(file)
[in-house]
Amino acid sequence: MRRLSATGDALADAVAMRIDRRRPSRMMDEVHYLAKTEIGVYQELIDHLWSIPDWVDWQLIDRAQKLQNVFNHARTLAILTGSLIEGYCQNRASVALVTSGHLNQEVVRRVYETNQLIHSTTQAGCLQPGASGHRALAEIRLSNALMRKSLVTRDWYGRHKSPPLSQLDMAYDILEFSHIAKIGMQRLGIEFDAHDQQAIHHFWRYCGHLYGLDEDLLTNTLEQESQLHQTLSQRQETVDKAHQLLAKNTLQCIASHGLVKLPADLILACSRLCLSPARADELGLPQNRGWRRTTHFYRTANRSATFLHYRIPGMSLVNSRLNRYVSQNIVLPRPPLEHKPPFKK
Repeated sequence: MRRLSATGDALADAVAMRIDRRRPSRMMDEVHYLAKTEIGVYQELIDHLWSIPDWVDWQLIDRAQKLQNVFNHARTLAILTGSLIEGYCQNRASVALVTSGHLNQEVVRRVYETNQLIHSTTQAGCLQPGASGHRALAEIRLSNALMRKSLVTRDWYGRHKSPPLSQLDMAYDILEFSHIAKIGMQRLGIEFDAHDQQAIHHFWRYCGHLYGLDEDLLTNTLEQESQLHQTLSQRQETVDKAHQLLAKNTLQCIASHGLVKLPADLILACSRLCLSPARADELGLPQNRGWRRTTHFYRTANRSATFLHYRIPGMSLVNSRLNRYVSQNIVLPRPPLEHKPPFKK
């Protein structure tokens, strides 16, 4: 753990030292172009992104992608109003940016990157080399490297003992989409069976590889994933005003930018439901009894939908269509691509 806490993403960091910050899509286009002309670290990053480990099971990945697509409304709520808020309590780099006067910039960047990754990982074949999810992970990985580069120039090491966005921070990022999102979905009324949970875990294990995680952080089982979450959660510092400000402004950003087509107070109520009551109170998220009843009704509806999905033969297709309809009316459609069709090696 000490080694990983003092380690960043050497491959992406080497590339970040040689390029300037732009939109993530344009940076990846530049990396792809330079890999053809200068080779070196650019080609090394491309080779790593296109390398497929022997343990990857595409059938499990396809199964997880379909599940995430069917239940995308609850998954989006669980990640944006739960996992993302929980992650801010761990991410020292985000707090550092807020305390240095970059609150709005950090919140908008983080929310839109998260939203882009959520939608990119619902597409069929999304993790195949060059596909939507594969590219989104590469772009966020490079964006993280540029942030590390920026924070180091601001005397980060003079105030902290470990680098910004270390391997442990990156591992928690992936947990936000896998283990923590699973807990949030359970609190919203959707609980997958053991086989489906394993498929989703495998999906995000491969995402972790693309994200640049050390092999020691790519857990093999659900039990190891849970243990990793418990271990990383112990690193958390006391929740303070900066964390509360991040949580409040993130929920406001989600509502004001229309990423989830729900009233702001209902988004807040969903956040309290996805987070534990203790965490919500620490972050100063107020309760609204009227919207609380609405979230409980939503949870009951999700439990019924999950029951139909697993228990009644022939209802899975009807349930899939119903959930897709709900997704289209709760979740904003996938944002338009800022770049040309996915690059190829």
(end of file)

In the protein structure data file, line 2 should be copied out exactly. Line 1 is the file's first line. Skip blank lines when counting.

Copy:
Amino acid sequence: MRRLSATGDALADAVAMRIDRRRPSRMMDEVHYLAKTEIGVYQELIDHLWSIPDWVDWQLIDRAQKLQNVFNHARTLAILTGSLIEGYCQNRASVALVTSGHLNQEVVRRVYETNQLIHSTTQAGCLQPGASGHRALAEIRLSNALMRKSLVTRDWYGRHKSPPLSQLDMAYDILEFSHIAKIGMQRLGIEFDAHDQQAIHHFWRYCGHLYGLDEDLLTNTLEQESQLHQTLSQRQETVDKAHQLLAKNTLQCIASHGLVKLPADLILACSRLCLSPARADELGLPQNRGWRRTTHFYRTANRSATFLHYRIPGMSLVNSRLNRYVSQNIVLPRPPLEHKPPFKK